The Baleno RS gets its power from a 1.0-litre three-cylinder turbocharged motor. This mill produces 101bhp at 5500rpm and peak torque of 150Nm between 1700rpm and 4500rpm. This peppy little engine does the job of being in an RS badged car very well. At idle, the refinement level isn’t that of a four-cylinder 1.2-litre motor, but it does the job of keeping the noise low. This motor is quite eager at the start, and once it is in motion, the linear power delivery makes the Baleno a friendly car. There’s a nice punch from as low as 1600rpm. The sweet spot of this tiny mill is at 4000rpm, but you have the option of punching it all the way till 6200rpm before the limiter kicks in. The best aspect of this motor is its drivability. Stay on a higher gear and this motor will build up that power for you without any drama. To complement this performance, there’s the five-speed manual gearbox that is precise to shift and the credit also goes to the light clutch.
There’s no denying the fact that the 1.5-litre diesel motor on the Figo S is a gem. It offers 99bhp and a whopping 215Nm to play with and when you pair such a figure with a small hatchback, the result is bound to be startling. There’s minimal turbo lag, but once you get over it, this meaty engine will enthrall you every single time. There’s a nice power delivery as low as 1600rpm, post that there’s a small surge that you can enjoy till 4000rpm. This motor feels at home between 1700rpm and 3400rpm. After that, the engine tends to get little louder without much gain in torque. The short-throw five-speed gearbox is easy to use but isn’t as precise as the one on the Baleno RS.
The Baleno RS rides quite firm, especially on low speeds. Unlike the Figo S, the Baleno doesn’t offer the right kind of damping for broken or bad roads. However, at high speeds, the Baleno RS feels composed and doesn’t let you experience anything dramatic. With the Figo S, Ford has done much more than what you think. With shorter suspension springs and wider tyres, the ride has improved significantly. The low speed ride is respectable like the standard models. But at high speeds, Figo S feels superior and doesn’t throw any tantrums. The only time Figo S shows a bit of stiffness is when you hit a sharp pothole or speed breakers.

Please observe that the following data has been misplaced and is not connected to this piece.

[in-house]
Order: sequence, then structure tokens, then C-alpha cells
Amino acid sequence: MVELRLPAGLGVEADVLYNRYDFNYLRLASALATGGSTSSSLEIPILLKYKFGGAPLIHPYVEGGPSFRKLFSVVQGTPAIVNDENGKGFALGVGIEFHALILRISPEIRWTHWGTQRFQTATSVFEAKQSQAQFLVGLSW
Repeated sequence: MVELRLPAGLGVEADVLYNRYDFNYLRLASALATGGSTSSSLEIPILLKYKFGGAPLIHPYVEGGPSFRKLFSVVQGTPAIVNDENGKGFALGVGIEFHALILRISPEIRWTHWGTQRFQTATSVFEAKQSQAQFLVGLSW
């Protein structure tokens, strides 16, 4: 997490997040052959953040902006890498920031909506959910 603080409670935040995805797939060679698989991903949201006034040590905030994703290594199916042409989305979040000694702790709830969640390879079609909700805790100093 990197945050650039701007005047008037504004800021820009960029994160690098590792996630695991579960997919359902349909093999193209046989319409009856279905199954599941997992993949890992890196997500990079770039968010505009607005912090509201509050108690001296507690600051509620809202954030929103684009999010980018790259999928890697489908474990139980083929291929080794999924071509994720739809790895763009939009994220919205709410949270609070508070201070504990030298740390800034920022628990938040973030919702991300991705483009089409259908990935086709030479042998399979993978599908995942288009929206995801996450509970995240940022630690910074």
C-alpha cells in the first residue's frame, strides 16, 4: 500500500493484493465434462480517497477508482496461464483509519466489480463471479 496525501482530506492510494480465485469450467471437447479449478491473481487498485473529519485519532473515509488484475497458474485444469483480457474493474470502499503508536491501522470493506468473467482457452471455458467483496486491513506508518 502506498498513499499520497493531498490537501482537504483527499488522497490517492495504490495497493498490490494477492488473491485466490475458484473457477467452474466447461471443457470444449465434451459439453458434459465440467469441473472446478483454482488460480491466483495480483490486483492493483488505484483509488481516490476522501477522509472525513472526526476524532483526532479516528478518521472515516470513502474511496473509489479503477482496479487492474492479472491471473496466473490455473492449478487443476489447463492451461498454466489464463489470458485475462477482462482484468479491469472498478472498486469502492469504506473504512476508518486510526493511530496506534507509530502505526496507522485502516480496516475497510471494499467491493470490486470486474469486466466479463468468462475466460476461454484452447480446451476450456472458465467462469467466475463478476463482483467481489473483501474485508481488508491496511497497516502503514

In terms of handling, both excel in their own spaces. The Baleno RS, because it is light, feels nimble around corners and can take sharp inputs. The steering feel isn’t the one you want for spirited driving, but nevertheless, its light feel is a boon for city conditions. The Figo S, thanks to the beefier anti-roll bar, has hardly any roll. This Ford feels very poised and planted around the corners and its shorter wheelbase and compact proportions makes it a joy to drive, in city as well as on the highway.
Like we mentioned in the introduction, both cars sit in two different segments, but have been launched with one just purpose – to offer the most amount of fun. But like it or not, practicality and affordability are also what we look out from a car. The Baleno RS is a nice looking premium hatchback with some pretty good set of features. Its 1.0-litre Boosterjet motor offers excellent performance. However, the winner here is the Ford Figo S, purely based on the overall aspects. Its 1.5-litre diesel is a cracker and will never disappoint anyone. Plus, it’s a diesel. So it is more fuel efficient and also lighter to the pocket. Then there’s also the ride quality which is way superior to the Baleno RS. The handling too, is comparatively better and because of the car’s compact dimension, it is easier to maneuver in the city. But most importantly, the Ford Figo S is Rs 1.58 lakh (ex-showroom Mumbai) cheaper than the Maruti Suzuki Baleno RS 1.0.
Author : Pratheek Kunder
Photos : Kapil Angane